Prostitution in Chicago Exterior view of the Heitler Resort, a house of prostitution at 310 North Peoria Street (formerly 169 Peoria Street), in the Near West Side community area of Chicago Marching on the Levee DistrictPortrait of Frankie Fore sitting in a room during a vice quiz in Calumet City (formerly known as West Hammond) Illinois Image of policeman Andrew Wodarczyk, in uniform, standing at the front door of 121 East 30th Street after a vice raid in Chicago Exterior view of Vic Shaw's resort, associated with the Moore case, at 2014 Dearborn Street in Chicago, Illinois. A person is standing in a broken window on the first floor. Vic Shaw, who ran a house of prostitution, was associated with the Moore case Image of policeman Andrew Wodarczyk, in uniform, standing and pointing at a sign at the rear entrance of 121 East 30th Street after a vice raid in Chicago, Illinois. This sign reads: Venereal Disease Keep OutExterior view of Freiberg's Hall, located at East 22nd Street and South Wabash Avenue in the Near South Side community area of Chicago, Illinois. This building, also known as Freiberg's Resort, was the scene of an explosion View of Houses on Federal Street, in the levee district. A particular address, 2117 South Federal Street, is noted on the image. Federal Street is located in the Armour Square community area of ChicagoImage of a portrait of Ike Bloom, the proprietor of Kreiberg's, a notorious dance hall in the Levee district. This image was taken from a portrait that hung in the Police Station located at 210 West 22nd Street, in the 3rd District, 3rd Precinct in the Near South Side community area of Chicago
Full-length portrait of Vic Shaw, resort keeper associated with the Nat Moore case, sitting in a room in Chicago, Illinois. Resort probably refers to a place of prostitution and viceFull-length portrait of Pearl Moore, levee character, associated with the Nat Moore case, sitting in a room in Chicago, Illinois. Moore was probably associated with prostitution or other vice. Levee districts in Chicago were vice areas with resorts or venues for prostitution, gambling, dance halls and other illicit activity Image of a portrait of Stanley Birns, a police detective. He is standing in uniform for a formal portrait. Detective Birns was killed on July 7, 1914 in a gun fight in the levee district. Another policeman, Joseph Merrill, was woundedPortrait of resort keeper Vic Shaw, the woman marked with an x, on the stand at an inquest in the Moore case in Chicago, Illinois. Vic Shaw ran a house of prostitution Portrait of Police Captain Max Nootbaar. He is sitting in a room, which includes a typewriter in the background. Nootbaar was appointed by Chief Gleason to head the levee district operations Informal portrait of Attorney Charles E. Erbstein and gangster James Colosimo, sitting in a room. Colosimo ran brothels and saloons in Chicago. He reputedly was murdered by Al Capone on May 11, 1920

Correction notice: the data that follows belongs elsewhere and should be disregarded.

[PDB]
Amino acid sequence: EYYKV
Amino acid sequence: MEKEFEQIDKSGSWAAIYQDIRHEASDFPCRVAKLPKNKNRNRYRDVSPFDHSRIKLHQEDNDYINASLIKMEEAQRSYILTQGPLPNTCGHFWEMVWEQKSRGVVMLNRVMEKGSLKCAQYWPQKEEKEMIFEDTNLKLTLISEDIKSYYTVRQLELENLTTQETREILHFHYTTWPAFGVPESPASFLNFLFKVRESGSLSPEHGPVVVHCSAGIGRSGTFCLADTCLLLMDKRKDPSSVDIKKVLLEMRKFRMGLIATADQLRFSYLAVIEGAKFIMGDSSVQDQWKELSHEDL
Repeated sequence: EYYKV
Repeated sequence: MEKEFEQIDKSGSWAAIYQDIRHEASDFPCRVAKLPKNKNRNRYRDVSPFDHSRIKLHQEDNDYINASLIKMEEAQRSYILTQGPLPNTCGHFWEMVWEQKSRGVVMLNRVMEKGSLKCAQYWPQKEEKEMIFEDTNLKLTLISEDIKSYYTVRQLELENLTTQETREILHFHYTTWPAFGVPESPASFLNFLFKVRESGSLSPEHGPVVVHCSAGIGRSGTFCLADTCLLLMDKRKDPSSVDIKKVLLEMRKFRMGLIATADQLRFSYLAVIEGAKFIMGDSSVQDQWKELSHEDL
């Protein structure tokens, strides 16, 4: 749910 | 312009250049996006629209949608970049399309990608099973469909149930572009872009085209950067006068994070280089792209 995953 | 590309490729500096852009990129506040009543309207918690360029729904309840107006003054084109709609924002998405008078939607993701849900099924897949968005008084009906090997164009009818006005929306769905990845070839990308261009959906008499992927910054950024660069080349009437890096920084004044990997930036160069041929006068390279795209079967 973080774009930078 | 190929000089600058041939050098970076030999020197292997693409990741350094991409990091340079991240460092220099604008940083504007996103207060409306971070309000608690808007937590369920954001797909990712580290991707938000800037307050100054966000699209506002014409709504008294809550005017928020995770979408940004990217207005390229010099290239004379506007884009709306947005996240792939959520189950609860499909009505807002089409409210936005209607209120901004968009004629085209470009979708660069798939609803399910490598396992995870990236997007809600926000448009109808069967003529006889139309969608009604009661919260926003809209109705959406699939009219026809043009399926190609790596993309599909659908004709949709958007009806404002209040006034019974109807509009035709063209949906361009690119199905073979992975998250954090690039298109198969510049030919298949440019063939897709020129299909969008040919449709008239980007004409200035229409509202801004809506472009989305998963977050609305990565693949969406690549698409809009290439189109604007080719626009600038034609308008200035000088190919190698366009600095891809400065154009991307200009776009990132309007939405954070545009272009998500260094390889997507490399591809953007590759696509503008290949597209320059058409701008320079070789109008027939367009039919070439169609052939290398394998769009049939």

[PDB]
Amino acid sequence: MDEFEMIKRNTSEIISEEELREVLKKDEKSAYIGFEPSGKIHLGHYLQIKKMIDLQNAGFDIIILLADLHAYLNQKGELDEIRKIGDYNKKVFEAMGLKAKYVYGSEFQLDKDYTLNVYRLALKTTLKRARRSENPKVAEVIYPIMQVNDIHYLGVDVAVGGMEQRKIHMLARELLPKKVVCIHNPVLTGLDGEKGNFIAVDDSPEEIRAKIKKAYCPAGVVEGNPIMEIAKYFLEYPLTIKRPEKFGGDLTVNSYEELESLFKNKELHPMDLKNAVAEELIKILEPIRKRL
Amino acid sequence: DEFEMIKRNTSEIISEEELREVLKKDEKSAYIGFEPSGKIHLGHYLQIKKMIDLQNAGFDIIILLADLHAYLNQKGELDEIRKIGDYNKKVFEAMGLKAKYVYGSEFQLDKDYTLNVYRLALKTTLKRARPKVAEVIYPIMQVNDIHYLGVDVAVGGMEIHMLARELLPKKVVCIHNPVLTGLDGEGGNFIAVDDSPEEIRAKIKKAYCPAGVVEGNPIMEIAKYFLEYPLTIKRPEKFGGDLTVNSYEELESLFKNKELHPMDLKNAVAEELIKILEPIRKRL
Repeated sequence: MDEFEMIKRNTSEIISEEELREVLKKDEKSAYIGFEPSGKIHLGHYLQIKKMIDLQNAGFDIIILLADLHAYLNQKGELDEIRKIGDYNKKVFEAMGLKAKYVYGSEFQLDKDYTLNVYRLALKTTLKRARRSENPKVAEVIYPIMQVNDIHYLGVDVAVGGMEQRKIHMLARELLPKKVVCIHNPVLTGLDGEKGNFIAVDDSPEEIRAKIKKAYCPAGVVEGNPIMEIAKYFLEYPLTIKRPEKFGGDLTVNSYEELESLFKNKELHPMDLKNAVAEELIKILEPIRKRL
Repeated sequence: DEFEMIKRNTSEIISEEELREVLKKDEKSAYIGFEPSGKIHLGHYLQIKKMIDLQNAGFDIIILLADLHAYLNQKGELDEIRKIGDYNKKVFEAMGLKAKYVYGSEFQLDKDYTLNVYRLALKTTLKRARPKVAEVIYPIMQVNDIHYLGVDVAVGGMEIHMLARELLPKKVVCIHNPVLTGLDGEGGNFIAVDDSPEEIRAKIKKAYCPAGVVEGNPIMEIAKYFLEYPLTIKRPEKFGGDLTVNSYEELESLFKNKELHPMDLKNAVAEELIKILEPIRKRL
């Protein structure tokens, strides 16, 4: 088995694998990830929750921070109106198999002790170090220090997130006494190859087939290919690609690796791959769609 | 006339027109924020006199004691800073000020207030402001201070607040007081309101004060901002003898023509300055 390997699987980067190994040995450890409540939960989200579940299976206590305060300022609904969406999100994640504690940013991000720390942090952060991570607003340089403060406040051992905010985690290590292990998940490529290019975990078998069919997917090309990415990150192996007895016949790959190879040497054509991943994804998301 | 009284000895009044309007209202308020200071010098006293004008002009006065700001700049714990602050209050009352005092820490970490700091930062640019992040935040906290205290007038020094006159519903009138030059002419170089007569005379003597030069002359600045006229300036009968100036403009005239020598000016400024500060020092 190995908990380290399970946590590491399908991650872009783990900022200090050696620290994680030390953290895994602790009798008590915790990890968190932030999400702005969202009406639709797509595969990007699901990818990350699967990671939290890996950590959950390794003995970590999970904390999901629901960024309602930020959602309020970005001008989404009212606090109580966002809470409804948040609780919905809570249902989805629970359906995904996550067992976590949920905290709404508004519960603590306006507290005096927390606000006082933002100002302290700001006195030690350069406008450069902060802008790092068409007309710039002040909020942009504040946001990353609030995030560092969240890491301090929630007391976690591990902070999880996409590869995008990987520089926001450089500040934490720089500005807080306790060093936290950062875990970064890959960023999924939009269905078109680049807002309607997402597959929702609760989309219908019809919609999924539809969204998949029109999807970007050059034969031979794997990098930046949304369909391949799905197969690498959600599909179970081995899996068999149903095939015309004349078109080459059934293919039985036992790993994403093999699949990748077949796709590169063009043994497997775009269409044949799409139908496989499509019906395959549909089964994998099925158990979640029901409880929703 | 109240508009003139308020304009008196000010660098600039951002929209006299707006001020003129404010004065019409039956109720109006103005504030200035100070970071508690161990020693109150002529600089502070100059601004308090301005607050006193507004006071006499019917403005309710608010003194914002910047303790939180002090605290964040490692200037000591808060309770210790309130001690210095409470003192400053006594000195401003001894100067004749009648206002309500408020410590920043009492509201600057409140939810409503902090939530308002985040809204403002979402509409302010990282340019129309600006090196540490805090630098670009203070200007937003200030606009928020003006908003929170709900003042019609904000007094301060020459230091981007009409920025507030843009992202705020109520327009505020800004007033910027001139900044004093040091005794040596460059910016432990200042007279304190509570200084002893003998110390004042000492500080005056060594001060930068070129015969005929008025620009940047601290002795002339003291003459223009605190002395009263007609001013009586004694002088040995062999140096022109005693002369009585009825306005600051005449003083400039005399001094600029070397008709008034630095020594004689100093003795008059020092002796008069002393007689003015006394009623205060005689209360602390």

Prostitution was never legal in Chicago. The notorious Levee district, ostensibly closed down in 1911 - 1912, was a place where brothels, gambling houses, and illegal saloons were publicly allowed to exist, tolerated or ignored by the police, the city government and the citizenry. Organized crime controlled large and highly profitable illegal enterprises in this district and elsewhere, paying off police and politicians. Highly publicized, periodic efforts at reform had little impact. The income and employment generated by these businesses, and by organized crime's involvement in other enterprises, was especially important in times of economic hardship and during elections.
See: All cases involving prostitution

Portrait of Vic Shaw - click on image to view larger versionProstitution in contemporaneous records and reports was termed "the social evil" or "vice", and those who ran the illegal enterprises were termed ‘The Vice Lords’ (JCLC p.500-511). The Levee district was notorious, in Chicago and around the world, described by many contemporaneous commentators and visitors to the city, including William Stead, If Christ Came to Chicago (1894), the most famous journalist of his time.

The most extensive reform effort directed at prostitution was in 1911 1912 after the election of Mayor Fred A. Busse, and the appointment of the Vice Commission. The 1911 Vice Commission Report was focused on prostitution and the regulation of the sale of alcohol (JCLC p.486-490). Throughout this period, the regulation of the sale of alcohol and the concern with drunkenness and syphilis, was inextricable from reforms directed at prostitution. And the enactment of state and federal laws imposing a prohibition on the sale and distribution of alcohol resulted in an entirely new set of regulations and administrative bureaucracies.